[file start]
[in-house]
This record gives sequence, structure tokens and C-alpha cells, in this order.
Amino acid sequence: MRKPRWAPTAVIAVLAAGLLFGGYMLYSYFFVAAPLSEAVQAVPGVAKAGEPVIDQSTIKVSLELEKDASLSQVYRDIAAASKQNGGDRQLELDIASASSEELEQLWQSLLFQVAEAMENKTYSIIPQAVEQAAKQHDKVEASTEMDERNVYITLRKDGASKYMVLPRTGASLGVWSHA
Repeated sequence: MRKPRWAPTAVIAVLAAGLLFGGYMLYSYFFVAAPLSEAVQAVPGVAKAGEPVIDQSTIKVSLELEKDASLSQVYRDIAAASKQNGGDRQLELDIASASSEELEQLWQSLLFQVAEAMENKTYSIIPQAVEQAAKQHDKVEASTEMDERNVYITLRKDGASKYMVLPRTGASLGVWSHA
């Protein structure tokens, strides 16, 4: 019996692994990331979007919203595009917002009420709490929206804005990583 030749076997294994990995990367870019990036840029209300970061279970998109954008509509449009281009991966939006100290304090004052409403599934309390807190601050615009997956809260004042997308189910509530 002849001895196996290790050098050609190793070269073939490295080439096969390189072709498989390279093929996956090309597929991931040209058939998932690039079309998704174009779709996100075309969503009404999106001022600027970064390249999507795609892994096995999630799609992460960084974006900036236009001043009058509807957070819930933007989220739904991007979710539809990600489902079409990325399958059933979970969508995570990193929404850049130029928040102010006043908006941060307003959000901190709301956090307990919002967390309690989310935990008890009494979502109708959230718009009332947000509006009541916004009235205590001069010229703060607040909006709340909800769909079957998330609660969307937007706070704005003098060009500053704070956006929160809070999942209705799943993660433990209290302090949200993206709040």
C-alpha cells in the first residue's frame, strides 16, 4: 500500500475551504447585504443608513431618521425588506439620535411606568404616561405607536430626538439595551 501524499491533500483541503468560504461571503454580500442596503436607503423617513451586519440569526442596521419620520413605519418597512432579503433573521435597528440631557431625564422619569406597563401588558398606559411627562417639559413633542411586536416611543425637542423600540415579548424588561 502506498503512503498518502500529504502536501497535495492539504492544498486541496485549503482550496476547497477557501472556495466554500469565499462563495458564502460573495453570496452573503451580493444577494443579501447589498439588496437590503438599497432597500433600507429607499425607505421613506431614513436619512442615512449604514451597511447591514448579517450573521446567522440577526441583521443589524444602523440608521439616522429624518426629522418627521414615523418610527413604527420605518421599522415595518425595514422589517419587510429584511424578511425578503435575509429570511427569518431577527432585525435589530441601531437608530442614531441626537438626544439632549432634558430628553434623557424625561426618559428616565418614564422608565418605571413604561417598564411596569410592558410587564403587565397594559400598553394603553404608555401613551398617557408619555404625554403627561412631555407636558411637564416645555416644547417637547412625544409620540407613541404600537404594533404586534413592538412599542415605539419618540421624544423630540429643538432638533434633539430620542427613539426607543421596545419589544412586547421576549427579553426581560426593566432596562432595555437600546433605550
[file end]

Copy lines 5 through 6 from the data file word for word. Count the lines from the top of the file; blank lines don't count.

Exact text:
């Protein structure tokens, strides 16, 4: 019996692994990331979007919203595009917002009420709490929206804005990583 030749076997294994990995990367870019990036840029209300970061279970998109954008509509449009281009991966939006100290304090004052409403599934309390807190601050615009997956809260004042997308189910509530 002849001895196996290790050098050609190793070269073939490295080439096969390189072709498989390279093929996956090309597929991931040209058939998932690039079309998704174009779709996100075309969503009404999106001022600027970064390249999507795609892994096995999630799609992460960084974006900036236009001043009058509807957070819930933007989220739904991007979710539809990600489902079409990325399958059933979970969508995570990193929404850049130029928040102010006043908006941060307003959000901190709301956090307990919002967390309690989310935990008890009494979502109708959230718009009332947000509006009541916004009235205590001069010229703060607040909006709340909800769909079957998330609660969307937007706070704005003098060009500053704070956006929160809070999942209705799943993660433990209290302090949200993206709040």
C-alpha cells in the first residue's frame, strides 16, 4: 500500500475551504447585504443608513431618521425588506439620535411606568404616561405607536430626538439595551 501524499491533500483541503468560504461571503454580500442596503436607503423617513451586519440569526442596521419620520413605519418597512432579503433573521435597528440631557431625564422619569406597563401588558398606559411627562417639559413633542411586536416611543425637542423600540415579548424588561 502506498503512503498518502500529504502536501497535495492539504492544498486541496485549503482550496476547497477557501472556495466554500469565499462563495458564502460573495453570496452573503451580493444577494443579501447589498439588496437590503438599497432597500433600507429607499425607505421613506431614513436619512442615512449604514451597511447591514448579517450573521446567522440577526441583521443589524444602523440608521439616522429624518426629522418627521414615523418610527413604527420605518421599522415595518425595514422589517419587510429584511424578511425578503435575509429570511427569518431577527432585525435589530441601531437608530442614531441626537438626544439632549432634558430628553434623557424625561426618559428616565418614564422608565418605571413604561417598564411596569410592558410587564403587565397594559400598553394603553404608555401613551398617557408619555404625554403627561412631555407636558411637564416645555416644547417637547412625544409620540407613541404600537404594533404586534413592538412599542415605539419618540421624544423630540429643538432638533434633539430620542427613539426607543421596545419589544412586547421576549427579553426581560426593566432596562432595555437600546433605550